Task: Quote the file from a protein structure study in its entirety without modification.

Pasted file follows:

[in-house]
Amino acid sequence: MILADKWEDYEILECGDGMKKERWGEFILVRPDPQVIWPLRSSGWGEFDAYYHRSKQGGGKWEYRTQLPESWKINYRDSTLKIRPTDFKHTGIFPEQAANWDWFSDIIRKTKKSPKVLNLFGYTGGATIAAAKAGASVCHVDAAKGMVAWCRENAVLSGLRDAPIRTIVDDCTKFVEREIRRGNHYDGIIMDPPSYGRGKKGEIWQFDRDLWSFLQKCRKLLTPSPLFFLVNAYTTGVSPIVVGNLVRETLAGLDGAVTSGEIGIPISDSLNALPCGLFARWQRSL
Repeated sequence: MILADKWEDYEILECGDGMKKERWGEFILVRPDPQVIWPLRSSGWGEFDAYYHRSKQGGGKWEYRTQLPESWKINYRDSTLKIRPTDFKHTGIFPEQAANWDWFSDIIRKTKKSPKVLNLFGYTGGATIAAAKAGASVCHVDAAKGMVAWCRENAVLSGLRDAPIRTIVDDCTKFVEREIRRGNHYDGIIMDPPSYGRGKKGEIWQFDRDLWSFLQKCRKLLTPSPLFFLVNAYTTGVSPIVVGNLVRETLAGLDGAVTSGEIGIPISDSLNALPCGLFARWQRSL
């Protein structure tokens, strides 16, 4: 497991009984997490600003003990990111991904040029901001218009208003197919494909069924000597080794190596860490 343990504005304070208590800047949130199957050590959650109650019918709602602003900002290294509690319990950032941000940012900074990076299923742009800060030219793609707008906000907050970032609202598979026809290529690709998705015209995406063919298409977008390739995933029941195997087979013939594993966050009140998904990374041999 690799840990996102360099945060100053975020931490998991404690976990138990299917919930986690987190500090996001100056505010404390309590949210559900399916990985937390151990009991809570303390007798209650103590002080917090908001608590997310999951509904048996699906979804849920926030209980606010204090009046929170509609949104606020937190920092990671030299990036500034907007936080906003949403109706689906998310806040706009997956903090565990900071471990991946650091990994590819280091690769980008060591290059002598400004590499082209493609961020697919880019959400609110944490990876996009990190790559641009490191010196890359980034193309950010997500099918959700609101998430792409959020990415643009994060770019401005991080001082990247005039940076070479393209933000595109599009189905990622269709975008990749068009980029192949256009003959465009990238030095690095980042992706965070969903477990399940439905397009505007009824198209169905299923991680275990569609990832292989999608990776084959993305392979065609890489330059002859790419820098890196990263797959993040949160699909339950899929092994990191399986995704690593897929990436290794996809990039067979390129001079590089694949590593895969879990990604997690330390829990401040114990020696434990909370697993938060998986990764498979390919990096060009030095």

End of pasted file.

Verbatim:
[in-house]
Amino acid sequence: MILADKWEDYEILECGDGMKKERWGEFILVRPDPQVIWPLRSSGWGEFDAYYHRSKQGGGKWEYRTQLPESWKINYRDSTLKIRPTDFKHTGIFPEQAANWDWFSDIIRKTKKSPKVLNLFGYTGGATIAAAKAGASVCHVDAAKGMVAWCRENAVLSGLRDAPIRTIVDDCTKFVEREIRRGNHYDGIIMDPPSYGRGKKGEIWQFDRDLWSFLQKCRKLLTPSPLFFLVNAYTTGVSPIVVGNLVRETLAGLDGAVTSGEIGIPISDSLNALPCGLFARWQRSL
Repeated sequence: MILADKWEDYEILECGDGMKKERWGEFILVRPDPQVIWPLRSSGWGEFDAYYHRSKQGGGKWEYRTQLPESWKINYRDSTLKIRPTDFKHTGIFPEQAANWDWFSDIIRKTKKSPKVLNLFGYTGGATIAAAKAGASVCHVDAAKGMVAWCRENAVLSGLRDAPIRTIVDDCTKFVEREIRRGNHYDGIIMDPPSYGRGKKGEIWQFDRDLWSFLQKCRKLLTPSPLFFLVNAYTTGVSPIVVGNLVRETLAGLDGAVTSGEIGIPISDSLNALPCGLFARWQRSL
């Protein structure tokens, strides 16, 4: 497991009984997490600003003990990111991904040029901001218009208003197919494909069924000597080794190596860490 343990504005304070208590800047949130199957050590959650109650019918709602602003900002290294509690319990950032941000940012900074990076299923742009800060030219793609707008906000907050970032609202598979026809290529690709998705015209995406063919298409977008390739995933029941195997087979013939594993966050009140998904990374041999 690799840990996102360099945060100053975020931490998991404690976990138990299917919930986690987190500090996001100056505010404390309590949210559900399916990985937390151990009991809570303390007798209650103590002080917090908001608590997310999951509904048996699906979804849920926030209980606010204090009046929170509609949104606020937190920092990671030299990036500034907007936080906003949403109706689906998310806040706009997956903090565990900071471990991946650091990994590819280091690769980008060591290059002598400004590499082209493609961020697919880019959400609110944490990876996009990190790559641009490191010196890359980034193309950010997500099918959700609101998430792409959020990415643009994060770019401005991080001082990247005039940076070479393209933000595109599009189905990622269709975008990749068009980029192949256009003959465009990238030095690095980042992706965070969903477990399940439905397009505007009824198209169905299923991680275990569609990832292989999608990776084959993305392979065609890489330059002859790419820098890196990263797959993040949160699909339950899929092994990191399986995704690593897929990436290794996809990039067979390129001079590089694949590593895969879990990604997690330390829990401040114990020696434990909370697993938060998986990764498979390919990096060009030095």